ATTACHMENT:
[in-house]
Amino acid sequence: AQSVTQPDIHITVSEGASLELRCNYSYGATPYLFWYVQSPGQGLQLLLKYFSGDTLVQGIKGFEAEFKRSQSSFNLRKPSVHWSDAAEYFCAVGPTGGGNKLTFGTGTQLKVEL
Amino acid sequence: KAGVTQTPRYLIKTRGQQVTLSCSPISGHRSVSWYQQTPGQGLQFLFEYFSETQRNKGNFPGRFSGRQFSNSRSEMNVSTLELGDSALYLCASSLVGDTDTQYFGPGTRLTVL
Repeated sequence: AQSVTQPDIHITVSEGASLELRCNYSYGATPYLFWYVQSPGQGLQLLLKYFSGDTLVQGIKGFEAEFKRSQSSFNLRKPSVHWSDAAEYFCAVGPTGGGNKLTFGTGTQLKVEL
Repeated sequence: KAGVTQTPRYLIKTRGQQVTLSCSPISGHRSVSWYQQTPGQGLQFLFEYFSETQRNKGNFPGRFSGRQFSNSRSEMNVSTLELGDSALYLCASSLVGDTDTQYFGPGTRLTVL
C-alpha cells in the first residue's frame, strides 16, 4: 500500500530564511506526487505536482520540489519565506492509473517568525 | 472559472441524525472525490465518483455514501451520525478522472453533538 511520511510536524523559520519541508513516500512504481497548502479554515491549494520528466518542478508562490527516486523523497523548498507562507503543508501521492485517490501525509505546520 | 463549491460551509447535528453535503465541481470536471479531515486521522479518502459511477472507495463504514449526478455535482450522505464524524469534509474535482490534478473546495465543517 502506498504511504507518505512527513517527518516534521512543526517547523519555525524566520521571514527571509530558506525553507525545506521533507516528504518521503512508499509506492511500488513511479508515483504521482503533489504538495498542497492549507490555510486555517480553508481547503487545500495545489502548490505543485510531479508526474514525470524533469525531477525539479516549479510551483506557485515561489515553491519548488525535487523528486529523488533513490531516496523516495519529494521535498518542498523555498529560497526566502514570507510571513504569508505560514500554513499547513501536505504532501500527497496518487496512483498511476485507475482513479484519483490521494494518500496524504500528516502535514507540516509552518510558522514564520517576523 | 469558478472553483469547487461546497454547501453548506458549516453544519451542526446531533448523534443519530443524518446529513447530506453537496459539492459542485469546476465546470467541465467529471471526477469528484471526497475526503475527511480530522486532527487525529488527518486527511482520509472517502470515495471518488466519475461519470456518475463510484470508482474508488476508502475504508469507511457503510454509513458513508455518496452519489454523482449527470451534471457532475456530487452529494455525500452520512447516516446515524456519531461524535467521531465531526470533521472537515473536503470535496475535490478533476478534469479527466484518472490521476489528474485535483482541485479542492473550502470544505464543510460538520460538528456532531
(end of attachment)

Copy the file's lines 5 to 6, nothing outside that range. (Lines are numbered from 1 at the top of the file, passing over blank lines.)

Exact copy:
Repeated sequence: KAGVTQTPRYLIKTRGQQVTLSCSPISGHRSVSWYQQTPGQGLQFLFEYFSETQRNKGNFPGRFSGRQFSNSRSEMNVSTLELGDSALYLCASSLVGDTDTQYFGPGTRLTVL
C-alpha cells in the first residue's frame, strides 16, 4: 500500500530564511506526487505536482520540489519565506492509473517568525 | 472559472441524525472525490465518483455514501451520525478522472453533538 511520511510536524523559520519541508513516500512504481497548502479554515491549494520528466518542478508562490527516486523523497523548498507562507503543508501521492485517490501525509505546520 | 463549491460551509447535528453535503465541481470536471479531515486521522479518502459511477472507495463504514449526478455535482450522505464524524469534509474535482490534478473546495465543517 502506498504511504507518505512527513517527518516534521512543526517547523519555525524566520521571514527571509530558506525553507525545506521533507516528504518521503512508499509506492511500488513511479508515483504521482503533489504538495498542497492549507490555510486555517480553508481547503487545500495545489502548490505543485510531479508526474514525470524533469525531477525539479516549479510551483506557485515561489515553491519548488525535487523528486529523488533513490531516496523516495519529494521535498518542498523555498529560497526566502514570507510571513504569508505560514500554513499547513501536505504532501500527497496518487496512483498511476485507475482513479484519483490521494494518500496524504500528516502535514507540516509552518510558522514564520517576523 | 469558478472553483469547487461546497454547501453548506458549516453544519451542526446531533448523534443519530443524518446529513447530506453537496459539492459542485469546476465546470467541465467529471471526477469528484471526497475526503475527511480530522486532527487525529488527518486527511482520509472517502470515495471518488466519475461519470456518475463510484470508482474508488476508502475504508469507511457503510454509513458513508455518496452519489454523482449527470451534471457532475456530487452529494455525500452520512447516516446515524456519531461524535467521531465531526470533521472537515473536503470535496475535490478533476478534469479527466484518472490521476489528474485535483482541485479542492473550502470544505464543510460538520460538528456532531